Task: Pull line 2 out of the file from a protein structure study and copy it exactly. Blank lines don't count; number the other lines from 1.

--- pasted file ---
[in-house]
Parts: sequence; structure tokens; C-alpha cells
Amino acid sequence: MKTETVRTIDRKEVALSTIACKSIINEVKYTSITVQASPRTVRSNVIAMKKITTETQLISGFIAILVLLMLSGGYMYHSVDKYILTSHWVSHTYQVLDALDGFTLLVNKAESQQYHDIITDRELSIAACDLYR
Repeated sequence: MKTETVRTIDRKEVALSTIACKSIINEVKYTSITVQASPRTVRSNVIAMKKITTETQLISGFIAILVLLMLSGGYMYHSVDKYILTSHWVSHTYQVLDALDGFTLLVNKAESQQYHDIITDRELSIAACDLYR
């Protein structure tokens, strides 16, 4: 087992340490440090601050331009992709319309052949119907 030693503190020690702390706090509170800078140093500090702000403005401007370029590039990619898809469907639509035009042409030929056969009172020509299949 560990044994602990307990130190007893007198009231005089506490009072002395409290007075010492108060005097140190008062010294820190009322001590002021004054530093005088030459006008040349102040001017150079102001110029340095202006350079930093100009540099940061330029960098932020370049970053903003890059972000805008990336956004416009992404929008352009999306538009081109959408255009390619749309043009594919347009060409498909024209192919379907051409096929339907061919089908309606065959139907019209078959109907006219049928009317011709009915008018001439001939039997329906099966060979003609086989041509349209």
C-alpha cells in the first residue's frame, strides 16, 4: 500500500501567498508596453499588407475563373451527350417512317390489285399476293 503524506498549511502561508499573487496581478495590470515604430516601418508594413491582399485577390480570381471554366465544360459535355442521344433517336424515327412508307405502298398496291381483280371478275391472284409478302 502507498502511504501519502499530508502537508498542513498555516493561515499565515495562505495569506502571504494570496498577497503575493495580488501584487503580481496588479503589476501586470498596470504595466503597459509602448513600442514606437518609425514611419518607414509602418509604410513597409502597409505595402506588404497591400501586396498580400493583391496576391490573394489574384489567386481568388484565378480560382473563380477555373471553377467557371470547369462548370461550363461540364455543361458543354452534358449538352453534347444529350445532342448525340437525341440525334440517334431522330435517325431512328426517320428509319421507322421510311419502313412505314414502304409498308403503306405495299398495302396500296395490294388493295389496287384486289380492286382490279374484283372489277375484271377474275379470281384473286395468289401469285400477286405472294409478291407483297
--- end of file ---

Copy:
Parts: sequence; structure tokens; C-alpha cells